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KSEMT122

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    NE Kansas
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    EMS, Law Enforcement
  1. Let me first preface this with the fact that I am an EMT so I can not totally stand in your shoes, but a few things jumped out at me. This whole situation sounds like one of those bad dreams where you can't scream "NO"! when something bad is about to happen. Except in this situation you were fully capable of screaming "NO"! Like many have said, it may or may not have made any difference in the outcome. I think the way I read your post you may be feeling bad because you didn't speak your mind. If you had spoke your mind and ran this call yourself at least you would have known you had done everything you could have thought of. A couple things... I've NEVER seen a Fire Medic take control of anything other than a hose and cigarette... As soon as they see the Ambulance they are usually out the door with no more than 1 set of vitals if you're lucky. I darn sure haven't seen one jump in the back of an Ambulance and tech the call. That is YOUR Ambulance, you choose who to let in. You make the decisions. You have to have a voice to tell people that. If you don't these types of things will happen. Go figure, the "ER" Doc (who is probably a dermatologist during the day) missed the tube... I can't tell you how many times I"ve seen this happen. And we seem to be the only ones that catch it time and time again. In fact when you say something you get ignored. The nurses can't believe you are going against "their" doctor so they ignore you or tell you to be "quiet". I've seen very confident medics literally push the doctor out of the way and pull the tube because it wasn't in. Guess what... The Doc might have a fit initially, but once things start to progress in the right direction the Doc realizes he was wrong and usually says nothing afterwards. Of course I ran in a system where we usually would run the codes in the ER because the Docs & Nurses weren't confident enough to run one. So with all that being said. I agree with the people who say "get out of there" and those who say "stay, those patients need you". You should only stay if you can find your voice. If you can't find your voice, it's time to move on to a service with more progressive protocols where hose jockeys can't take control in your ambulance. Hang in there...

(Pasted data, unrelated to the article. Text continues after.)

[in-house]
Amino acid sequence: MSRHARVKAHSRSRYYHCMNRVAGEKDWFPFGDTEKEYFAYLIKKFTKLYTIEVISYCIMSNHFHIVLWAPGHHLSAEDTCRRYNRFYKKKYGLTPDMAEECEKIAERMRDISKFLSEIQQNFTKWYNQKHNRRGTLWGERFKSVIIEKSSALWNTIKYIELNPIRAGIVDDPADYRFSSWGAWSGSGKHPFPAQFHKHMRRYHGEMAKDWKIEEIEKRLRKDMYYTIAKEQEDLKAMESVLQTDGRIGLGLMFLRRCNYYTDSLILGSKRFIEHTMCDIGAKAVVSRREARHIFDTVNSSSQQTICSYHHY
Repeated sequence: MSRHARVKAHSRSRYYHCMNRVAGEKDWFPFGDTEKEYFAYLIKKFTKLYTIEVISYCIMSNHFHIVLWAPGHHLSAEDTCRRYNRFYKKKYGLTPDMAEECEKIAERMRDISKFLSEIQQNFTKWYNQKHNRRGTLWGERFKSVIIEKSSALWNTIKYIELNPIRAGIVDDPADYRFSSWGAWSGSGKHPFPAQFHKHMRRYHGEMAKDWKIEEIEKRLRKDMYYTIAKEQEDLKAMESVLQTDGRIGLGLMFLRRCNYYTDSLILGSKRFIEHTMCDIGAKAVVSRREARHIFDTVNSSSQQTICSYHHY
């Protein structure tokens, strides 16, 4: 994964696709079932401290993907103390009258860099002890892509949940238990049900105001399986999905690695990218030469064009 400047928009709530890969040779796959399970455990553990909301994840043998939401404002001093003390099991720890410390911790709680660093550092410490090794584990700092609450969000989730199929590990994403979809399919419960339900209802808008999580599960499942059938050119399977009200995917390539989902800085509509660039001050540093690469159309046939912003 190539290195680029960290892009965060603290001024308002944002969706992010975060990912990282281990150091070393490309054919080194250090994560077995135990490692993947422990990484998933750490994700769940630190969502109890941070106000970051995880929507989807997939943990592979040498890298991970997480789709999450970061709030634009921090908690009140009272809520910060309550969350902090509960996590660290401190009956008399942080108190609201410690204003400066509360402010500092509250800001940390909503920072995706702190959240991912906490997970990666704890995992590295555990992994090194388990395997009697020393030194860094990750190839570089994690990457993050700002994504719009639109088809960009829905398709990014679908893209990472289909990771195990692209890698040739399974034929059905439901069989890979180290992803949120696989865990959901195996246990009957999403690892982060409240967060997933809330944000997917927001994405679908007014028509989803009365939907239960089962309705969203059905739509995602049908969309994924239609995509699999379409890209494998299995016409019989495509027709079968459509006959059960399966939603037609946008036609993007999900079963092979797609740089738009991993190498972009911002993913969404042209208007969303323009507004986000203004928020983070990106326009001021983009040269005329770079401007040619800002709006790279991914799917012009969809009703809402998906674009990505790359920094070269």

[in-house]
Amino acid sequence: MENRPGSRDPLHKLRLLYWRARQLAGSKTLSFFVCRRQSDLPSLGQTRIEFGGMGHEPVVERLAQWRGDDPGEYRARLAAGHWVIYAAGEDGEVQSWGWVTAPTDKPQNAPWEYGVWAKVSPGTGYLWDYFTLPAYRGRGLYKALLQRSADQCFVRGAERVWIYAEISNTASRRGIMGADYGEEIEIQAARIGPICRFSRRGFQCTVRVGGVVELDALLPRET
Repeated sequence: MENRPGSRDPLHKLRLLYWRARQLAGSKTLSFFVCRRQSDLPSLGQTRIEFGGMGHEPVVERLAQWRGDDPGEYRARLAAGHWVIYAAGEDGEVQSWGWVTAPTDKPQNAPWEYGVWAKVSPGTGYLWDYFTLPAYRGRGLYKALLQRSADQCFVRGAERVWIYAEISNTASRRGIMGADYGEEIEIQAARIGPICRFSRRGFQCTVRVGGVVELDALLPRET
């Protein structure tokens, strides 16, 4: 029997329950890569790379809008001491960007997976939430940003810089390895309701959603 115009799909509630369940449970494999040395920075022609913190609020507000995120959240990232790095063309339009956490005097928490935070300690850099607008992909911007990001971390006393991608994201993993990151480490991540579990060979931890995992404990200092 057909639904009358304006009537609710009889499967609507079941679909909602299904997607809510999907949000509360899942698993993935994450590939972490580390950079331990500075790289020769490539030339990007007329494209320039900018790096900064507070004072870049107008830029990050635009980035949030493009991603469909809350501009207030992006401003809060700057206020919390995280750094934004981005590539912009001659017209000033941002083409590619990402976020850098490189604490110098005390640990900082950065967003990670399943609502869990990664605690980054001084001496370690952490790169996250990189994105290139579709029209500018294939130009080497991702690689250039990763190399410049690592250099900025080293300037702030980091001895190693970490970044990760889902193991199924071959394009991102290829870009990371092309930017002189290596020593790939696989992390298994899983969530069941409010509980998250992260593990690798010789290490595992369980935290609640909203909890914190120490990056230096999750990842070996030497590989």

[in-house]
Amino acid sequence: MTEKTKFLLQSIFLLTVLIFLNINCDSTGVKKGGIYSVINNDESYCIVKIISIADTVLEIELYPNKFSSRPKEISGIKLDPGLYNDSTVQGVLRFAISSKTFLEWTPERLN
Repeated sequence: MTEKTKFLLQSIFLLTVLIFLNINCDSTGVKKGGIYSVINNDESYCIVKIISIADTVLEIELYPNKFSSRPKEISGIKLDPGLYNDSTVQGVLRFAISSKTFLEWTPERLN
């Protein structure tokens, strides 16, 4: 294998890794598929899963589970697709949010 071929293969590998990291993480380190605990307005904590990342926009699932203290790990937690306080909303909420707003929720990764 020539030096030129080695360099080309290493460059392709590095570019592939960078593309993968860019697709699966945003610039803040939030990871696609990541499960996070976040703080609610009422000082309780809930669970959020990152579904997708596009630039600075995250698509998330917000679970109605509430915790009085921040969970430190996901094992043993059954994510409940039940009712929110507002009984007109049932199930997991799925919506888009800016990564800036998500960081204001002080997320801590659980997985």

2. https://www.labcorp.com/datasets/labcorp/ht...no/cf002900.htm This isn't the complete formula I was thinking of that I think you can find in the PDR book, but it articulates my point in using the D-Dimer in this patient better than I could.
  3. I'm well aware of this. It's a place to start. There is a formula regarding D-Dimers that takes into consideration risk factors plus the level of the D-Dimer test. A PE can in fact be ruled out to a certain percentage that is quite high if the correct formula is followed. It can also be ruled in to a percentage as well using that formula. I would have to defer to Doc on the ins and outs of that formula. I've tried to find the link and I have been unsuccessful. The point being in using the D-Dimer, it's a place to start. There are many more false positives than false negatives.
  4. With the symptoms you are describing (SOB, Chest Pain, Nausea, vomiting) and this quote above that he is driving a big rig from TX to CA I would suspect a PE. More than likely you are not going to notice a big change in lung sounds although you may. Just because the lungs sound clear doesn't mean he still couldn't have a PE. Once he got to the hospital hopefully somebody ran a D-Dimer just to rule it out. The signs and symptoms of PE's can be short lived and easily missed especially in the field. As far as the ECG goes. I was thinking short runs of V-Tach. Now what part that would play into a PE I have no clue. I've never associated V-Tach or ventricular rhythms with PE's. ST depression and/or tachycardia usually present right along with a PE. Only 13% of people with a PE have a normal ECG. I would call this one abnormal, I think we could all agree with that. I won't argue with the Doc on the interpretation of this rhythm since he's at one end of the spectrum and I'm at the total other end. That was just my first inclination when I saw it.
  5. I have the Littman Classic II. I think it works alright. It is alot more comfortable than some of the el cheapos like Sprague. I wouldn't spend much more than what the Classic II is worth though.